Vital cafe club is a real cracker
Members of five cafÃ© clubs run by N-Vision, the Blackpool Fylde and Wyre Society for the Blind, got together at the Winter Gardens for a festive celebration.
They had plenty to celebrate as the project was recently shortlisted for a national Visionary award – one of only 10 charities to make the grade.
Charity chief executive Ruth Lambert was thrilled and delighted the café clubs made the shortlist for an Inspirational Service Delivery award.
“It’s the first time we’ve entered. It’s an excellent project which makes a very real difference to quality of life and social engagement.”
If the proof is in the pudding, members of all five café clubs had a great time as they tucked into Christmas lunch and chatted at the Empress Grill Room – and were royally entertained by resident pianist Brant Nuttall.
The café clubs were set up five years ago under the Big Lottery funded Visually Impaired Personalisation Support Brokerage Service – thankfully shortened to VIPS.
The aim of the clubs is to encourage people to get out and about, use transport links and become more familiar with local amenities and shopping facilities, often staying on in the various town centre venues, such as the Mazzei Café at the Winter Gardens, to chat with new friends after charity staff and volunteers have left the club.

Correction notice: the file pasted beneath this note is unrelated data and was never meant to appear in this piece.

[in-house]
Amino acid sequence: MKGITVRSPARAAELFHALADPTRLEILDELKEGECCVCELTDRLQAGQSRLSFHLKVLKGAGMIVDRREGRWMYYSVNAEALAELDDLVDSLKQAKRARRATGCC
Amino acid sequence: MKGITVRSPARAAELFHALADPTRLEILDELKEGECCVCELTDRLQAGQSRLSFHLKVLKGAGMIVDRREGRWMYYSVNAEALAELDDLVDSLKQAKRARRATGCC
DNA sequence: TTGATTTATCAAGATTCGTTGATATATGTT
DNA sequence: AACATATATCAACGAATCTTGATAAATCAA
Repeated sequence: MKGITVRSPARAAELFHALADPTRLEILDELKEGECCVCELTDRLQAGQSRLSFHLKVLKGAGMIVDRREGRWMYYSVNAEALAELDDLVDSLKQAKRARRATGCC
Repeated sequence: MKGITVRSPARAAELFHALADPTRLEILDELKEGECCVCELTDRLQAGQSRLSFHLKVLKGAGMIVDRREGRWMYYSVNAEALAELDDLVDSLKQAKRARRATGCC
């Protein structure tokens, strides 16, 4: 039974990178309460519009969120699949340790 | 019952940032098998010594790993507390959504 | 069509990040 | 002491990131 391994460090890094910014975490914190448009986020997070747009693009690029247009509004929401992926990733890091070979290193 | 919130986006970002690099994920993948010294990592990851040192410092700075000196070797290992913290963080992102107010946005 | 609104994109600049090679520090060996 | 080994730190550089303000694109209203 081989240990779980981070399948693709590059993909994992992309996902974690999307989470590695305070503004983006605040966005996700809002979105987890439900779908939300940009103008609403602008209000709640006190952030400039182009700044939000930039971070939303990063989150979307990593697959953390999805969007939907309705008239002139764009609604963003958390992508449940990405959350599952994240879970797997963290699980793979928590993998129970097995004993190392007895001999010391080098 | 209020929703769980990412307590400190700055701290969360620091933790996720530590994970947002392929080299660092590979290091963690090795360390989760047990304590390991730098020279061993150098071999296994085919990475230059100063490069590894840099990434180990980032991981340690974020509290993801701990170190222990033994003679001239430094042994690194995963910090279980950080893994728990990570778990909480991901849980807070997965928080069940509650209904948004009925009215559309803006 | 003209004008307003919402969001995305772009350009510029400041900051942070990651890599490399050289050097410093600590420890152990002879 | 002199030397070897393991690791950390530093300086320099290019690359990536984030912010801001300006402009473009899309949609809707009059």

The charity’s community services manager Maria Kirkland says the café clubs, which meet monthly at Cleveleys, Poulton, Fleetwood, St Annes and Blackpool, also benefit the business community and general public, too.
She said: “They take place within public cafes in order to be inclusive which in turn increases awareness of the challenges visually impaired persons face on a daily basis among local businesses and members of the public.
“Businesses have been keen to get involved.
“Clients have experienced positive lifestyle changes – some even becoming volunteers themselves.”
For some, such as former book binder, printer and photographer Ray Dobson, it was also a chance to return to a venue he played as a drummer – back in the big band days. It also marked a trip down memory lane for many others who courted or danced or attended concerts here.
“Even if you can’t see as clearly any more you never forget what a beautiful building the Winter Gardens is,” said Joan Valentine, who was enjoying lunch with husband Roy and friends.
N-Vision is a local independent charity providing services such as The Princess Alexandra Residential Care Home, Low Vision Centre, transcription service, sight awareness training and a Talking Newspaper.
For details of N-Vision’s cafe clubs, call (01253) 362696.